Quick answer – ‘Besitos’ is another way of saying ‘besos’, the Spanish word for ‘kisses’, and you´ll likely hear it more often than you’d expect in Spanish-speaking countries, especially Mexico.
Don’t stop scrolling just yet, though, because this lil’ word can have more than one meaning depending on context!
From greeting your friends / family to learning how to properly drink mezcal, in this article I’m going to explore everything you need to know about ‘besitos’ and more!
Uses / Meanings of ‘besitos’ in Spanish
‘Besitos’ can be used in the following ways –
- As a greeting or farewell
- As a synoynm of a ‘sip‘
- As a synonym for a ‘light or gentle bump‘
- Name of a traditional Mexican candy
As a form of greeting or farewell
In many Hispanic (and some European) countries, kissing as a greeting is part and parcel of the culture. Its use can be traced all the way back to Ancient Rome, and – despite a brief disappearance during the plague, and under the recent COVID-19 restrictions – it remains popular in many countries to this day.
In Mexico, it’s pretty common to greet a friend or acquaintance with one kiss blown into the air while pressing cheek to cheek.*
So, if anyone tells you to give ‘besitos’ to your mom (or another family member) the next time you see her, they’re sending their regards.
You may also find ‘besitos’ at the end of a letter or e-mail, much in the same way you’d affectionately write ‘kisses’ when signing off a letter or text in English.
En un mensaje de audio.
Nos vemos la próxima semana, ¿va? ¡Te mando besitos!
In a voice message.
I’ll see you next week, ok? Lots of love!
Un youtuber al final de su video.
¡Eso es todo por hoy! Suscríbete, y escríbeme en los comentarios. ¡Besitos!
A youtuber at the end of a video.
That’s it for today! Please subscribe and comment below. See you next time!
*Erika´s note – if you´re a man, you´ll generally be better off greeting your ‘suegro’ (‘father-in-law’) or ‘amigos’ with a handshake or fist bump.
I also recommend that you check out our article on all the different ways to reply to ‘hola‘ … trust me when I say that you’ll be a veritable greeting king/queen if you do!
As a synonym of a ‘sip‘
If you’re in the beautiful city of Oaxaca having a mezcal (a traditional Mexican alcoholic beverage) and you drink it as you would a shot, you might well be told to slow down and just ‘dale besitos’ (literally ‘give it small kisses’ in English).
‘Dale besitos’ is basically an instruction to take small sips so that you can properly taste whatever it is that you´re drinking.
Un oaxaqueño hablando del ritual del mezcal
El mezcal es un destilado que nos conecta con la tierra y la tradición de nuestros ancestros. Así que no vamos a tomarlo todo de un jalón; vamos a disfrutarlo a besitos.
A Oaxacan talking about the ritual of mezcal
Mezcal is a distilled beverage that connects us to the Earth and the traditions of our ancestors. So, we’re not gonna drink it all at once; we’re going to savour it.
As a synonym for a ‘light or gentle bump’
If two things bump into each other gently, you can say in Spanish that ‘they gave each other a little kiss’ or ‘se dieron un besito’.
Después de un accidente automovilístico leve
Sara – ¿Te chocaron? ¿Estás bien?
Pedro – Sí, pero fue solo un besito … apenas tiene un raspón.
After a minor car accident
Sara – Did you get hit? Are you ok?
Pedro – Yeah, but it was just a small bump … there’s barely a scratch.
Name of a traditional Mexican candy
If you’re visiting the Mexican city of Puebla, you’ll find dozens of candy shops filled with traditional sweets, such as ‘besitos’; they´re basically small round treats made of ‘dulce de leche’ (a kind of milk caramel similar to toffee).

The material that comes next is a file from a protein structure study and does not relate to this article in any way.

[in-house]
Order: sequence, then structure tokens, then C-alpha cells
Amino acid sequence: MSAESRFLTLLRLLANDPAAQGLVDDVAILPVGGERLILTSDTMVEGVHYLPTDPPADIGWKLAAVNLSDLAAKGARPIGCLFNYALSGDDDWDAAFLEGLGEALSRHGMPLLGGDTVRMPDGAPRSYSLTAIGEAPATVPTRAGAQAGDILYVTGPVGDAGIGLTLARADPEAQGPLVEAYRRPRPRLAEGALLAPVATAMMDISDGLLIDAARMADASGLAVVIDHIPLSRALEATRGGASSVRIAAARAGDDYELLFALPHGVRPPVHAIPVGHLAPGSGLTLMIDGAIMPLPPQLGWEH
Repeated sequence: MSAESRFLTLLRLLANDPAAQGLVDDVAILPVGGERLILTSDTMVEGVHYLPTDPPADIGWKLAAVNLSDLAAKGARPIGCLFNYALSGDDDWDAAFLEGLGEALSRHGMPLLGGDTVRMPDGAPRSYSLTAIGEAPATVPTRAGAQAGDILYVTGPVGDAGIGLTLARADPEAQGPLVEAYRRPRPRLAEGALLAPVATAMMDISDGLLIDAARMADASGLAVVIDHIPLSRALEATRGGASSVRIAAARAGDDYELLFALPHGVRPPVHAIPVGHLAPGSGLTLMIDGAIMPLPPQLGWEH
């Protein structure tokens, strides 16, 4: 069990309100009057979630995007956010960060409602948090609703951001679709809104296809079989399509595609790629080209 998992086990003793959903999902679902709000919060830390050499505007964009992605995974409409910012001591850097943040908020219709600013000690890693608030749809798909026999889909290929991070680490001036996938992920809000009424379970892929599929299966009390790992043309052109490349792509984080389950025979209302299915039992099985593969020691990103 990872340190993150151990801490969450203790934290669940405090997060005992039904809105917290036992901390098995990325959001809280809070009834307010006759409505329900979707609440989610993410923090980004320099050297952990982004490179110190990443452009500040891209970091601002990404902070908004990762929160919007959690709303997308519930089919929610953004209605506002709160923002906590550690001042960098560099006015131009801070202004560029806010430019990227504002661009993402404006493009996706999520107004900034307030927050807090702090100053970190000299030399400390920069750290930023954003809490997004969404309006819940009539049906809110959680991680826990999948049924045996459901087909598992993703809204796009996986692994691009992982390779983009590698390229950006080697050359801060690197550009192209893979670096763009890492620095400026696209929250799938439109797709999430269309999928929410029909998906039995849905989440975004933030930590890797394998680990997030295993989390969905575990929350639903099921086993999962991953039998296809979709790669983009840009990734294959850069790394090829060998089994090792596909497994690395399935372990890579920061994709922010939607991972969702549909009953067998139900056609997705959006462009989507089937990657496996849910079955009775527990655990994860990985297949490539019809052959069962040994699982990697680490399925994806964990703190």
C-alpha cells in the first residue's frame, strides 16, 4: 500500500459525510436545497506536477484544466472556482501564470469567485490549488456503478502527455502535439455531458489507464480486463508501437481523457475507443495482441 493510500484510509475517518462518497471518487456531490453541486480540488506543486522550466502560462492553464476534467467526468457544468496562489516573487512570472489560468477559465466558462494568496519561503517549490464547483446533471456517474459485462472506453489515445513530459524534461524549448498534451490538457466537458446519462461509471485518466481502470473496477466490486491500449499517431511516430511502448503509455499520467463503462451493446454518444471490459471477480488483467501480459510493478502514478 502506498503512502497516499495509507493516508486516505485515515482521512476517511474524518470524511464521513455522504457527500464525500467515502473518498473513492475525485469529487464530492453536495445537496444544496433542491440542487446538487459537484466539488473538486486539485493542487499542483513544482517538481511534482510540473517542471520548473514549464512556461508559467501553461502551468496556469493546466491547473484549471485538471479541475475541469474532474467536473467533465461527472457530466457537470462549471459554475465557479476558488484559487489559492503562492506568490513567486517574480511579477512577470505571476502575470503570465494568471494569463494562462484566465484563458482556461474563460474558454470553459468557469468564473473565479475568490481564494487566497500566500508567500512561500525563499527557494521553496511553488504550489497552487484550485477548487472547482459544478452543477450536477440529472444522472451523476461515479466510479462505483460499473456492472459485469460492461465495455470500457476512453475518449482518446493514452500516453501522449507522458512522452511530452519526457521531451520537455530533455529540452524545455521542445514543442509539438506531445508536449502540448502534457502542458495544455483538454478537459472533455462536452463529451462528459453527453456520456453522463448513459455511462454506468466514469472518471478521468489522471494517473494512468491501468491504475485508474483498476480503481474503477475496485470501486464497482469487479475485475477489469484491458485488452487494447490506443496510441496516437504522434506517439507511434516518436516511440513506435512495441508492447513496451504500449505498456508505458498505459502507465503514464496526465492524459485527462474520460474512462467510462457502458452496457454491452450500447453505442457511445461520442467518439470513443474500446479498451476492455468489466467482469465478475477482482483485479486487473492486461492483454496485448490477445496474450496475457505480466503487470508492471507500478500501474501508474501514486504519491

Other countries like Venezuela, Colombia and Cuba have their own coconut version.
En una tienda de dulces en Puebla
Mujer – Oye, ¿me das unos besitos?
Hombre – … ¿Cómo?
Mujer – ¡Sí! ¡Esos dulces de allá!
At a candy shop in Puebla
Woman – Hey, can I have some ‘besitos’?
Man – Excuse me??
Woman – Yeah! Those candies over there!
‘Muchos besitos’ meaning
Remember ‘besitos’ as a greeting or farewell?
Well, there’s also ‘muchos besitos’, or ‘many little kisses’ in English; it´s just a snappier and more affectionate version of the original.
En una llamada telefónica
¡Bye, Susana! ¡Te mando muchos besitos!
Over a phone call
Bye, Susan! Sending you lots of kisses!
Erika’s top tip – if you wanna learn more ways to bid farewell to someone in Spanish, be sure to check out our article on ALL the different ways to respond to ‘adiós’.
‘Besitos’ has three syllables: ‘be’ sounds like the first syllable of ‘better’, ‘si’ is pronounced like the word ‘see’, and ‘tos’ is said like ‘tohs’.
/ beh see tohs /
Similar expressions to ‘besitos‘
When saying farewell to someone, you can also send ‘abrazos’, which literally translates to ‘hugs’ in English.
¡Te mando abrazos!
Sending you hugs!
This one´s the equivalent of the English words ‘greetings’ or ‘regards’.
It’s an extremely common way to sign off a message, and is obviously far less affectionate than ‘besitos’ or ‘abrazos’.
En un correo electrónico
Nos vemos en la junta del lunes. Saludos, Jorge.
In an e-mail
See you at the meeting on Monday. Regards, Jorge.
Besos y abrazos
Why choose between hugs and kisses when you can send both? This one´s very popular in much of Latin America.
¡Mándales besos y abrazos a tus papis!
Send hugs and kisses to your parents!
Now you know that when someone says ‘besitos’ in Mexico and other Latin America countries, it’s usually not a romantic proposition, but instead just a friendly greeting – or maybe even a delicious candy (if you´re really lucky)!
It’s definitely one of those expressions that demonstrate the warmth of Hispanic culture!
Oh, and definitely check out our article on the pet name ‘mi amor‘ if you still haven’t got your fill of Spanish vocab!